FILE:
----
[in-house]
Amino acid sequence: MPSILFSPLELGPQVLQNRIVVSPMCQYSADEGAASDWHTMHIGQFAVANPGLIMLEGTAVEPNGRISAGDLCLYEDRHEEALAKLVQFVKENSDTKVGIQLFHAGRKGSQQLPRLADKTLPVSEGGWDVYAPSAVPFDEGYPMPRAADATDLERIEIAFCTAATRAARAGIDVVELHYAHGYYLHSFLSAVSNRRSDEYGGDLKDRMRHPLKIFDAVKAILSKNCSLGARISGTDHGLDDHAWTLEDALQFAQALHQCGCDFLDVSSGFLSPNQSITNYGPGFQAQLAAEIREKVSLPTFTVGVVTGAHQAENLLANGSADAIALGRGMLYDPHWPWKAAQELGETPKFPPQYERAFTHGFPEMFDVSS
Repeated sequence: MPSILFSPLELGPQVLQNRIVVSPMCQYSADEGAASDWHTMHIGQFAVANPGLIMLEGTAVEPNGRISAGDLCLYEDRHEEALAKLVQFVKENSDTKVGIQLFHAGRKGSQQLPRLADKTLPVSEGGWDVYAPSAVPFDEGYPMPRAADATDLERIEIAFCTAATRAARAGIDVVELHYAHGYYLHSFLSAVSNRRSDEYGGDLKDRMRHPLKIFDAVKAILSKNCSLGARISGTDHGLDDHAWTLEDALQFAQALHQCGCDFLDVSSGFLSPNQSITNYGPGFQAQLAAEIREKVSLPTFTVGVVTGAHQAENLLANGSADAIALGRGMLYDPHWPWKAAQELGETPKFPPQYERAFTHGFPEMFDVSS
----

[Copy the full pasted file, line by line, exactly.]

[in-house]
Amino acid sequence: MPSILFSPLELGPQVLQNRIVVSPMCQYSADEGAASDWHTMHIGQFAVANPGLIMLEGTAVEPNGRISAGDLCLYEDRHEEALAKLVQFVKENSDTKVGIQLFHAGRKGSQQLPRLADKTLPVSEGGWDVYAPSAVPFDEGYPMPRAADATDLERIEIAFCTAATRAARAGIDVVELHYAHGYYLHSFLSAVSNRRSDEYGGDLKDRMRHPLKIFDAVKAILSKNCSLGARISGTDHGLDDHAWTLEDALQFAQALHQCGCDFLDVSSGFLSPNQSITNYGPGFQAQLAAEIREKVSLPTFTVGVVTGAHQAENLLANGSADAIALGRGMLYDPHWPWKAAQELGETPKFPPQYERAFTHGFPEMFDVSS
Repeated sequence: MPSILFSPLELGPQVLQNRIVVSPMCQYSADEGAASDWHTMHIGQFAVANPGLIMLEGTAVEPNGRISAGDLCLYEDRHEEALAKLVQFVKENSDTKVGIQLFHAGRKGSQQLPRLADKTLPVSEGGWDVYAPSAVPFDEGYPMPRAADATDLERIEIAFCTAATRAARAGIDVVELHYAHGYYLHSFLSAVSNRRSDEYGGDLKDRMRHPLKIFDAVKAILSKNCSLGARISGTDHGLDDHAWTLEDALQFAQALHQCGCDFLDVSSGFLSPNQSITNYGPGFQAQLAAEIREKVSLPTFTVGVVTGAHQAENLLANGSADAIALGRGMLYDPHWPWKAAQELGETPKFPPQYERAFTHGFPEMFDVSS